Below the foothills where she first put on
the lovely garment of her earthly limbs ... (#8)

I walked along beloved riverbanks
from that time on ... (#23)

diamond perhaps, or maybe lovely marble
all white with fear, ... (#51)

that god you follow leaves you pale and wan ... (#58)

she leads a mob of armored sighs around,
this lovely enemy of Love and me. (#169)

that same evergreen I love so well,
despite the ways its shadows make me sad. (#181)

I live in fear, in a perpetual war,
I am no longer what I was ... (#252)

My soul, caught up between opposing glories,
experienced things I still don't understand:
celestial joy along with some sweet strangeness. (#257)

the snares and nets and birdlimes set by Love ... (#263)

But there was no one poem that sustained this kind of arresting, tactile energy that is the heart of poetry to me. Having read the Canzoniere is, I find, intellectually rewarding but not emotionally exhilarating.

And to be honest, I think part of the reason for that is simply my lack of sympathy for the massive project of amorous angst and sentimentality that Petrarch, probably never suspecting what a can of worms he was opening, nevertheless touched off in Western culture. To put it bluntly, it takes a lot for me to love a work about self-loathing and unrequited love. I don't believe in true love at first sight, or in some kind of courtly ideal of valuing one's life at nothing in exchange for a glance or a handkerchief. I have a high capacity for making allowances for a writer's time and place; I do well with Chaucer and Homer and the author of Beowulf. But in Petrarch I felt I was meeting the well-spring of a set of ideas against which I actively rail on an almost daily basis, and I couldn't quite get past that. Love as self-destruction is just not an idea I can tolerate, especially when paired with the veneration of the beloved as an object. These ideas may remain insanely popular in our culture, but they're not romantic; they're tremendously harmful. They are (excuse the expression) jacked. the fuck. up.

The way a simple butterfly, in summer,
will sometimes fly, while looking for the light,
right into someone's eyes, in its desire,
whereby it kills itself and causes pain;

so I run always toward my fated sun,
her eyes, from which such sweetness comes to me,
since Love cares nothing for the curb of reason
and judgment is quite vanquished by desire.

And I can see quite well how they avoid me,
and I well know that I will die from this,
because my strength cannot withstand the pain;

but oh, how sweetly Love does dazzle me
so that I wail some other's pain, not mine,
and my blind soul consents to her own death.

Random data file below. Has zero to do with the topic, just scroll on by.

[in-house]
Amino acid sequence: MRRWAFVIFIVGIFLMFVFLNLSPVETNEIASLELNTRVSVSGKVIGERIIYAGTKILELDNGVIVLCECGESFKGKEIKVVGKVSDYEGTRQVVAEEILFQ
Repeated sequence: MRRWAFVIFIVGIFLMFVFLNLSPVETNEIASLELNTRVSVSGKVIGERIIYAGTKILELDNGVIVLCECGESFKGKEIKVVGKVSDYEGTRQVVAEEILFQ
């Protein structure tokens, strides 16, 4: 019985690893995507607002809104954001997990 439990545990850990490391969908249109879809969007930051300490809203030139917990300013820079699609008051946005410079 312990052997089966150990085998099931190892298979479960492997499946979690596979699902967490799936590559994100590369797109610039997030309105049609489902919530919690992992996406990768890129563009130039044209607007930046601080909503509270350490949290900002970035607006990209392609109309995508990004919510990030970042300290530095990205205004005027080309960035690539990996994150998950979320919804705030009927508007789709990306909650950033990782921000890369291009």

I mean, it's a lovely and well-crafted poem from a technical point of view, but speaking as a pragmatist, No! No blind souls consenting to their own deaths! No casting yourself as a helpless moth drawn to the flame! No, good sir! I'll restrain myself from an analysis of the sonnets in which Petrarch deconstructs Laura into her component body parts, venerating at one moment her hand, at another her eyes, as if they were disconnected entities. Suffice to say, my appreciation of the cycle suffered due to my dislike of the now-persistent tropes Petrarch pioneered all those centuries ago.

Nevertheless, I certainly did enjoy these poems to an extent, and I'm glad I read them all, since one of my favorite things about the volume was witnessing the slow progression and growth of the speaker's character. I'll just be sure to read some, I don't know, Seamus Heaney or something next, to cleanse my poetic palate.


(The Poetry of Petrarch is my first book toward the Clover, Bee, and Reverie Challenge.)


  • What a delightful coincidence to see this post, what, a night or two after asking you about it, Emily?!? I think I'd react in much the same way you did, from the Harold Bloom marring the back of the back opening to being underwhelmed by Petrarch's stalker-like "romanticism." Having only read Petrach in fragments, though, I envy you the experience you've had at least!

  • I totally agree that poetry is not meant for rapid consumption in large quantities. It's like excellent dark chocolate. Savor it.

    I love your description of the beautiful cover!

  • I have to comment again to say that I was just SURE I was going to fail the Captcha test because my first word was this: L'Irresolu," (WITH the comma and quotes at the end, AND an accent aigu over the e, which I don't know how to add.) Whew! That one really was a challenge. But apparently I passed . . .

  • Richard: Haha, well if you define "coincidence" as "your email motivated me to finally get my act together and write up a post," then yes, it was quite a coincidence! :-) As I said, although he's not my new favorite poet or anything, I am glad I read these as a group rather than in fragments - the accomplishment is definitely clearer.

    Kathy: Mmm, excellent dark chocolate... :-) Glad you agree with me there, and I've noticed that the CAPTCHAs are getting wackier as well; the quotation marks on one side only are so disorienting). So annoying that spammers make these things a necessity!